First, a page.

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The Law Offices of Frank J. Dito, Jr.

Mayor Bloomberg Seeks to Redo Building Code in Sandy's Wake

Frank J. Dito, Jr.
Car accident, personal injury and workers’ compensation attorney serving Staten Island and Brooklyn New York.

Mayor Michael R. Bloomberg on Thursday, June 13, 2013, proposed major changes to New York City's building code, saying Hurricane Sandy showed that both commercial and residential properties needed additional safeguards against severe weather.

Mr. Bloomberg unveiled the work of a task force at a news conference held in Long Island City, Queens. Once this plan is put into place, this would make the city a leader in the national effort to overhaul codes so that buildings would be more resilient to natural disasters. He and the City Council speaker, Christine C. Quinn, set up the task force after the October hurricane, which did billions of dollars in damage. In his last few months as Mayor of New York City, he released a $20 billion plan for infrastructure along the city's 520 miles of coast, including a network of flood walls, levees and bulkheads.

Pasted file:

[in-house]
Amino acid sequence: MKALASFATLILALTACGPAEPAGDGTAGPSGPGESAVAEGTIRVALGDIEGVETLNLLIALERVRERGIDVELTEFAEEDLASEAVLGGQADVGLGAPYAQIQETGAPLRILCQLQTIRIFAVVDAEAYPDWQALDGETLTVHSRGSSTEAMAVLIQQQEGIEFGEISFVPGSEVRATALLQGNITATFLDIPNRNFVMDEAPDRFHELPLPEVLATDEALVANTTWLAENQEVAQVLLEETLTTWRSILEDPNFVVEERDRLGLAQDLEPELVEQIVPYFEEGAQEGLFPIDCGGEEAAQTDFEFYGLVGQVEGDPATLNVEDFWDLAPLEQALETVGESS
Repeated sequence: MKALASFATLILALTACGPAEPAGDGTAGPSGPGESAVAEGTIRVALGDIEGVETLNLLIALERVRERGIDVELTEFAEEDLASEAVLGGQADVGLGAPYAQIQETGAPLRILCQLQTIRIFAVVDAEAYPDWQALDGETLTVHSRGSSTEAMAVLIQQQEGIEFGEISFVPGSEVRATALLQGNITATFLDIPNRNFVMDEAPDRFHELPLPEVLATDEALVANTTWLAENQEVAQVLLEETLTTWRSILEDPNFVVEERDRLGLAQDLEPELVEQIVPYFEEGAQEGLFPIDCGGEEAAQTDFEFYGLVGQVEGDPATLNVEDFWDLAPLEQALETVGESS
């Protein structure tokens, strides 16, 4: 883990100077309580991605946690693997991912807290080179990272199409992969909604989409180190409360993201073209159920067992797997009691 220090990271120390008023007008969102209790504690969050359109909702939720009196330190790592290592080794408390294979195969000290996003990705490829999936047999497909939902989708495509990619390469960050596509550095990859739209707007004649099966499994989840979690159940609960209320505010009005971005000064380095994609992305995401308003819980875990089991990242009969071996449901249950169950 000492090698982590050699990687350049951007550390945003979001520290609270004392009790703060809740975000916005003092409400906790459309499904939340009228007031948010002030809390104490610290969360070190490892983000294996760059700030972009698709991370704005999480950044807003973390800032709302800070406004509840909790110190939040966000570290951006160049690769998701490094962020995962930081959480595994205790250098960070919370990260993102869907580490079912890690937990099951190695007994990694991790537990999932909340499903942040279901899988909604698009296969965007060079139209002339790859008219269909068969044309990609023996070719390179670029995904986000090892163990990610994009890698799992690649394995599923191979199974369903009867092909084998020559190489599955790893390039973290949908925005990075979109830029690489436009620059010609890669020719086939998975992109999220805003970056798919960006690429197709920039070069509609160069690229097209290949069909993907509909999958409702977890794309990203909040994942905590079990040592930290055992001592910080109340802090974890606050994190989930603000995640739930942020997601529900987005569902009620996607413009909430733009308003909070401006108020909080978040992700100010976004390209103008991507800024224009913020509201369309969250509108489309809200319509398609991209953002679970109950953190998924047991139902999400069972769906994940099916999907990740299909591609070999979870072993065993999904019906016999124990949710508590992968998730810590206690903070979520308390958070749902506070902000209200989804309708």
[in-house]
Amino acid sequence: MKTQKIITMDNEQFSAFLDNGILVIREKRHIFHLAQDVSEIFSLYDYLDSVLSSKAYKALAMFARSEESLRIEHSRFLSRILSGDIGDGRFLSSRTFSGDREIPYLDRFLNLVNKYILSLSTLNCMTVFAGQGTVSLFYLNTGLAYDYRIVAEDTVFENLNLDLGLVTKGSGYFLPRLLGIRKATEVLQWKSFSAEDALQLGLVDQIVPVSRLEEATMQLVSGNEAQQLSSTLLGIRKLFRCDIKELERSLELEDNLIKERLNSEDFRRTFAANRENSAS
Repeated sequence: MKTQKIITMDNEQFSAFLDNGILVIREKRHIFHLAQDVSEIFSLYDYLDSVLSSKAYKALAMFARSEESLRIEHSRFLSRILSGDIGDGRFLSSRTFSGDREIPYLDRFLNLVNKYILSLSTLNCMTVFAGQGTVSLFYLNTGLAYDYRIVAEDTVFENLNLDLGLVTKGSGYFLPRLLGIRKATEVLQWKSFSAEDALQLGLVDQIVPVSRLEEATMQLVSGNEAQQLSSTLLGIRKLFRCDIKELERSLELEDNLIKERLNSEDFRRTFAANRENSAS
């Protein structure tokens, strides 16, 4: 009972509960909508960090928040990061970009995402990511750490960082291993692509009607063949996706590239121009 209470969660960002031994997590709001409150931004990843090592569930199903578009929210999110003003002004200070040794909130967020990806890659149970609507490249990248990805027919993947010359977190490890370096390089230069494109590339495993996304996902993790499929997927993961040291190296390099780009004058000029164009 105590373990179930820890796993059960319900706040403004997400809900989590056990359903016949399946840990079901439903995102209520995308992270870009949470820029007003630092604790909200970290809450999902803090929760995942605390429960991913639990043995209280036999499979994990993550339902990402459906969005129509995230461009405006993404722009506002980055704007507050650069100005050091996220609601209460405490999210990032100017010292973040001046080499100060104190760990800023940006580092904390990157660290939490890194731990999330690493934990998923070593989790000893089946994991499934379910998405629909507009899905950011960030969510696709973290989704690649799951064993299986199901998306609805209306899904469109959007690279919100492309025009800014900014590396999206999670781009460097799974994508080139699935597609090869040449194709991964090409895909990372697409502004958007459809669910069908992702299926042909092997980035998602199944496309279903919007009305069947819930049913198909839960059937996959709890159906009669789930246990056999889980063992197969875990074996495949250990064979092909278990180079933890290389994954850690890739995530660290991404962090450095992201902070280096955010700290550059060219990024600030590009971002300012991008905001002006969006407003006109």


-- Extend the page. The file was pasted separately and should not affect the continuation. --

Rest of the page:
The costs of the new regulations are expected to vary widely but could reach into the millions of dollars for buildings like hospitals.

For now, at least, the city will not require extensive improvements to existing commercial and residential properties. Officials emphasized that the new rules would largely effect new construction and sizable renovations on existing buildings. Revisions to the buildings codes would have to be approved by the Council. Ms. Quinn, who has made the code changes a priority, said legislation was already being drafted to adopt the recommendations of the task force. She said, "We plan to move as quickly as possible."

Emergency lights will be required in hallways and stairwells in case of extended blackouts. Existing buildings will have to add faucets to a common area on lower floors, like a laundry room. That is intended to allow people on upper floors, which lose water pressure from electric pumps during blackouts, to obtain water. Hospital and other important facilities in high wind zones have to improve protection for windows. Addressing a concern of poor communities on the industrial waterfront, the task force wants businesses that store toxic chemicals to place them in flood proof areas.

The task force is not proposing new rules for existing single-family homes. Owners of single family homes who undertake renovations would face new requirements. The code calls for relocating vulnerable equipment such as boilers and electrical panels to higher ground, preventing sewage back flow, planting wind and water resistant trees and plants, requiring heavy pavers on rooftops to avoid wind damage. They would have to use longer screws and nail fasteners when replacing windows and doors so that they resist high winds. For a new sloped roof, homeowners would have to buy reflective shingles that expand so that they conserve energy during heat waves. 

They do not say how long this is going to take to become in affect, but they are working very hard to get it passed.